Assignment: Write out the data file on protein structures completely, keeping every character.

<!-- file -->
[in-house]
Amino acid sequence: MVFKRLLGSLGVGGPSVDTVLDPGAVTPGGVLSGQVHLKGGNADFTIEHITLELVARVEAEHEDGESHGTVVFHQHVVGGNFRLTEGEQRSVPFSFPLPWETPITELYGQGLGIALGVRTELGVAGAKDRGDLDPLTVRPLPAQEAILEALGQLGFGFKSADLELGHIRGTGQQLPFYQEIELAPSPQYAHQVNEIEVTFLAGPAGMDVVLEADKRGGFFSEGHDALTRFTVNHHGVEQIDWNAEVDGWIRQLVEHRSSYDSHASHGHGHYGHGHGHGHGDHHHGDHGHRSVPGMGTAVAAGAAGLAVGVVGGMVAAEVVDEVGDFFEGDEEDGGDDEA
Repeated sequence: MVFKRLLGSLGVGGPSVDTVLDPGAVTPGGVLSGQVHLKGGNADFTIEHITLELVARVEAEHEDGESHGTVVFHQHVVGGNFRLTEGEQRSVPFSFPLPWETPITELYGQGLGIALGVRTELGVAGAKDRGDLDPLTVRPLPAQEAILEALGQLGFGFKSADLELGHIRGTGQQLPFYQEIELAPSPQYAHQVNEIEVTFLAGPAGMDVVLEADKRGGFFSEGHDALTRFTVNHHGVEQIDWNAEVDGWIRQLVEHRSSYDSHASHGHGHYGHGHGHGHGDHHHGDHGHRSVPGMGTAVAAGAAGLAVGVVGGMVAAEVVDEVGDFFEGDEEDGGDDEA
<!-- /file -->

[in-house]
Amino acid sequence: MVFKRLLGSLGVGGPSVDTVLDPGAVTPGGVLSGQVHLKGGNADFTIEHITLELVARVEAEHEDGESHGTVVFHQHVVGGNFRLTEGEQRSVPFSFPLPWETPITELYGQGLGIALGVRTELGVAGAKDRGDLDPLTVRPLPAQEAILEALGQLGFGFKSADLELGHIRGTGQQLPFYQEIELAPSPQYAHQVNEIEVTFLAGPAGMDVVLEADKRGGFFSEGHDALTRFTVNHHGVEQIDWNAEVDGWIRQLVEHRSSYDSHASHGHGHYGHGHGHGHGDHHHGDHGHRSVPGMGTAVAAGAAGLAVGVVGGMVAAEVVDEVGDFFEGDEEDGGDDEA
Repeated sequence: MVFKRLLGSLGVGGPSVDTVLDPGAVTPGGVLSGQVHLKGGNADFTIEHITLELVARVEAEHEDGESHGTVVFHQHVVGGNFRLTEGEQRSVPFSFPLPWETPITELYGQGLGIALGVRTELGVAGAKDRGDLDPLTVRPLPAQEAILEALGQLGFGFKSADLELGHIRGTGQQLPFYQEIELAPSPQYAHQVNEIEVTFLAGPAGMDVVLEADKRGGFFSEGHDALTRFTVNHHGVEQIDWNAEVDGWIRQLVEHRSSYDSHASHGHGHYGHGHGHGHGDHHHGDHGHRSVPGMGTAVAAGAAGLAVGVVGGMVAAEVVDEVGDFFEGDEEDGGDDEA